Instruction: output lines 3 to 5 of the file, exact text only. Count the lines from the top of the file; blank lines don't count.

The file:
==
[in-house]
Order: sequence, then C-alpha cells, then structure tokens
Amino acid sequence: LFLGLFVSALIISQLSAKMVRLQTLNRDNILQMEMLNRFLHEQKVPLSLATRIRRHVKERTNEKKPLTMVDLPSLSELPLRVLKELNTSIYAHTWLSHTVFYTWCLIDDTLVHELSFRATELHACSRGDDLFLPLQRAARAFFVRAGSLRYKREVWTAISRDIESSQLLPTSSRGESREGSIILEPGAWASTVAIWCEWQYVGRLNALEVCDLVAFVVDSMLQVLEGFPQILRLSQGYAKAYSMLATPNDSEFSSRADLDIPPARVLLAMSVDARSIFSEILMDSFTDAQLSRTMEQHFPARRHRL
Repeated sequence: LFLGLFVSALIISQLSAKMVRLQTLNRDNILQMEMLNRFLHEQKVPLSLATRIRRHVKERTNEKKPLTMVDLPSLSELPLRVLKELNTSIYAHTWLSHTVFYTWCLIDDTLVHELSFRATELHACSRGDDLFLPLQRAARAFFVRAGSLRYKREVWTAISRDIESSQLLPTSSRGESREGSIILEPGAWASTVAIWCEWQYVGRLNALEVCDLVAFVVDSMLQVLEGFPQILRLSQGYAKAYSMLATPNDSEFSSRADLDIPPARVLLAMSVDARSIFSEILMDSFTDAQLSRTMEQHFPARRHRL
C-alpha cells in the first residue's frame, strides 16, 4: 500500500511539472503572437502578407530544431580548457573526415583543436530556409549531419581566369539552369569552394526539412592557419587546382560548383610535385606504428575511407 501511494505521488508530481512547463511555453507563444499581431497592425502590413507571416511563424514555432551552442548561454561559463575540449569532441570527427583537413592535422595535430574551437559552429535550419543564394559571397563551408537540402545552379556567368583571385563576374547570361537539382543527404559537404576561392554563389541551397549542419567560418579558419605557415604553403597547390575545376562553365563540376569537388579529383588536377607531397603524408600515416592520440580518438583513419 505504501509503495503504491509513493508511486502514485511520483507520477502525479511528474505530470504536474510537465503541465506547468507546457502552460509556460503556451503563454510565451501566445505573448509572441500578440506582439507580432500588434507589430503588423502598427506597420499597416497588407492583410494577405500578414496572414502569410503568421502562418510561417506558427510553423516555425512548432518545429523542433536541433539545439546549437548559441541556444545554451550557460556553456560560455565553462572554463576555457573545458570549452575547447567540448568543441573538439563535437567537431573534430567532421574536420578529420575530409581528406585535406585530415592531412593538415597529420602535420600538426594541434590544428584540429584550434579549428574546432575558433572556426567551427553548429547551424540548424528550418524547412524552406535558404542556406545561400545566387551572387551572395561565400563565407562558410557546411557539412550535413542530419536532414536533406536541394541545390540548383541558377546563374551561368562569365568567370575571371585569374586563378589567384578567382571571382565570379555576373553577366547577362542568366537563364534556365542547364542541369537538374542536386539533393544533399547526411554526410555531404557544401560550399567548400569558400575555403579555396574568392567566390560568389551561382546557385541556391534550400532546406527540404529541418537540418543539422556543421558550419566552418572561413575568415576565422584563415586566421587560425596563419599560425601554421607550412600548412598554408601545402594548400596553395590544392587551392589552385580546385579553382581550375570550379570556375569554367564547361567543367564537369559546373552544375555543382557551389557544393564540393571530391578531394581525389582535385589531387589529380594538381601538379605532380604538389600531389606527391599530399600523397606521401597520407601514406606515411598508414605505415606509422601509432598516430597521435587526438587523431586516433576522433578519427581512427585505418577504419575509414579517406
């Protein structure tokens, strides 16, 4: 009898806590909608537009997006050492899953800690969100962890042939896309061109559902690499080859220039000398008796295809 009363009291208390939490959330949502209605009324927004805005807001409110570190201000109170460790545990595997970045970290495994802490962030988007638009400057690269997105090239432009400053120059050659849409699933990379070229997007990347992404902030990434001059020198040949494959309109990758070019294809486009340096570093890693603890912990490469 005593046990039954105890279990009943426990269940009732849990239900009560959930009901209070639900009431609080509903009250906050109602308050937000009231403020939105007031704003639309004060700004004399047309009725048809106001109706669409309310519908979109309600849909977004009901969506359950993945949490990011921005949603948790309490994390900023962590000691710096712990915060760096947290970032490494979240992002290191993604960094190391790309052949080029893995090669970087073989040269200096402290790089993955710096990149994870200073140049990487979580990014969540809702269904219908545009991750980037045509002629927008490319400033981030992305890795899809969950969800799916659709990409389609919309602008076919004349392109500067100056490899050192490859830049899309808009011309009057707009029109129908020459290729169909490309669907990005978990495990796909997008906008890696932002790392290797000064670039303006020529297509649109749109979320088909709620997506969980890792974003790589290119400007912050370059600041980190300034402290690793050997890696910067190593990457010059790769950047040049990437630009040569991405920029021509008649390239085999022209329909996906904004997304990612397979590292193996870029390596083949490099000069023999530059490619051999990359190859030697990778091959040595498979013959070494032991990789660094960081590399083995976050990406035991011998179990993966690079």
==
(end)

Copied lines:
Amino acid sequence: LFLGLFVSALIISQLSAKMVRLQTLNRDNILQMEMLNRFLHEQKVPLSLATRIRRHVKERTNEKKPLTMVDLPSLSELPLRVLKELNTSIYAHTWLSHTVFYTWCLIDDTLVHELSFRATELHACSRGDDLFLPLQRAARAFFVRAGSLRYKREVWTAISRDIESSQLLPTSSRGESREGSIILEPGAWASTVAIWCEWQYVGRLNALEVCDLVAFVVDSMLQVLEGFPQILRLSQGYAKAYSMLATPNDSEFSSRADLDIPPARVLLAMSVDARSIFSEILMDSFTDAQLSRTMEQHFPARRHRL
Repeated sequence: LFLGLFVSALIISQLSAKMVRLQTLNRDNILQMEMLNRFLHEQKVPLSLATRIRRHVKERTNEKKPLTMVDLPSLSELPLRVLKELNTSIYAHTWLSHTVFYTWCLIDDTLVHELSFRATELHACSRGDDLFLPLQRAARAFFVRAGSLRYKREVWTAISRDIESSQLLPTSSRGESREGSIILEPGAWASTVAIWCEWQYVGRLNALEVCDLVAFVVDSMLQVLEGFPQILRLSQGYAKAYSMLATPNDSEFSSRADLDIPPARVLLAMSVDARSIFSEILMDSFTDAQLSRTMEQHFPARRHRL
C-alpha cells in the first residue's frame, strides 16, 4: 500500500511539472503572437502578407530544431580548457573526415583543436530556409549531419581566369539552369569552394526539412592557419587546382560548383610535385606504428575511407 501511494505521488508530481512547463511555453507563444499581431497592425502590413507571416511563424514555432551552442548561454561559463575540449569532441570527427583537413592535422595535430574551437559552429535550419543564394559571397563551408537540402545552379556567368583571385563576374547570361537539382543527404559537404576561392554563389541551397549542419567560418579558419605557415604553403597547390575545376562553365563540376569537388579529383588536377607531397603524408600515416592520440580518438583513419 505504501509503495503504491509513493508511486502514485511520483507520477502525479511528474505530470504536474510537465503541465506547468507546457502552460509556460503556451503563454510565451501566445505573448509572441500578440506582439507580432500588434507589430503588423502598427506597420499597416497588407492583410494577405500578414496572414502569410503568421502562418510561417506558427510553423516555425512548432518545429523542433536541433539545439546549437548559441541556444545554451550557460556553456560560455565553462572554463576555457573545458570549452575547447567540448568543441573538439563535437567537431573534430567532421574536420578529420575530409581528406585535406585530415592531412593538415597529420602535420600538426594541434590544428584540429584550434579549428574546432575558433572556426567551427553548429547551424540548424528550418524547412524552406535558404542556406545561400545566387551572387551572395561565400563565407562558410557546411557539412550535413542530419536532414536533406536541394541545390540548383541558377546563374551561368562569365568567370575571371585569374586563378589567384578567382571571382565570379555576373553577366547577362542568366537563364534556365542547364542541369537538374542536386539533393544533399547526411554526410555531404557544401560550399567548400569558400575555403579555396574568392567566390560568389551561382546557385541556391534550400532546406527540404529541418537540418543539422556543421558550419566552418572561413575568415576565422584563415586566421587560425596563419599560425601554421607550412600548412598554408601545402594548400596553395590544392587551392589552385580546385579553382581550375570550379570556375569554367564547361567543367564537369559546373552544375555543382557551389557544393564540393571530391578531394581525389582535385589531387589529380594538381601538379605532380604538389600531389606527391599530399600523397606521401597520407601514406606515411598508414605505415606509422601509432598516430597521435587526438587523431586516433576522433578519427581512427585505418577504419575509414579517406